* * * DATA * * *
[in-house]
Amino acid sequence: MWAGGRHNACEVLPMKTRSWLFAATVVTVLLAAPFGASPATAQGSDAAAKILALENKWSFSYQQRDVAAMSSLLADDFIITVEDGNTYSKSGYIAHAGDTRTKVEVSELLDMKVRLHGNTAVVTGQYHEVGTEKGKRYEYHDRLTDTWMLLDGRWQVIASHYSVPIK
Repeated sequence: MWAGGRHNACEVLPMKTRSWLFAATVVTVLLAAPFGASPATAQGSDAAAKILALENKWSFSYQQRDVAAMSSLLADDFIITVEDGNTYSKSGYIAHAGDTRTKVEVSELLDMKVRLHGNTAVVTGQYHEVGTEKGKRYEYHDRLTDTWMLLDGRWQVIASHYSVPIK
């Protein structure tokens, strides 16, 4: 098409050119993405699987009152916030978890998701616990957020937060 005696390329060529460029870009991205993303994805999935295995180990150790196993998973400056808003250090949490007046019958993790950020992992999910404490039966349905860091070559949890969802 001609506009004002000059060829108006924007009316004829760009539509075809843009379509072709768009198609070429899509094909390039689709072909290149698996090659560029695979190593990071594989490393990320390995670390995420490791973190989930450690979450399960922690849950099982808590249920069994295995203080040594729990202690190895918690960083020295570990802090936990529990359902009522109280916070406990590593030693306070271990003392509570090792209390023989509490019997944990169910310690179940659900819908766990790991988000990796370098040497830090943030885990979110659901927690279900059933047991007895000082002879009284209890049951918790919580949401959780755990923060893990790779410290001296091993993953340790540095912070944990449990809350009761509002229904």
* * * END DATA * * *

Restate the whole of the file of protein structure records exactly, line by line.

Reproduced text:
[in-house]
Amino acid sequence: MWAGGRHNACEVLPMKTRSWLFAATVVTVLLAAPFGASPATAQGSDAAAKILALENKWSFSYQQRDVAAMSSLLADDFIITVEDGNTYSKSGYIAHAGDTRTKVEVSELLDMKVRLHGNTAVVTGQYHEVGTEKGKRYEYHDRLTDTWMLLDGRWQVIASHYSVPIK
Repeated sequence: MWAGGRHNACEVLPMKTRSWLFAATVVTVLLAAPFGASPATAQGSDAAAKILALENKWSFSYQQRDVAAMSSLLADDFIITVEDGNTYSKSGYIAHAGDTRTKVEVSELLDMKVRLHGNTAVVTGQYHEVGTEKGKRYEYHDRLTDTWMLLDGRWQVIASHYSVPIK
């Protein structure tokens, strides 16, 4: 098409050119993405699987009152916030978890998701616990957020937060 005696390329060529460029870009991205993303994805999935295995180990150790196993998973400056808003250090949490007046019958993790950020992992999910404490039966349905860091070559949890969802 001609506009004002000059060829108006924007009316004829760009539509075809843009379509072709768009198609070429899509094909390039689709072909290149698996090659560029695979190593990071594989490393990320390995670390995420490791973190989930450690979450399960922690849950099982808590249920069994295995203080040594729990202690190895918690960083020295570990802090936990529990359902009522109280916070406990590593030693306070271990003392509570090792209390023989509490019997944990169910310690179940659900819908766990790991988000990796370098040497830090943030885990979110659901927690279900059933047991007895000082002879009284209890049951918790919580949401959780755990923060893990790779410290001296091993993953340790540095912070944990449990809350009761509002229904």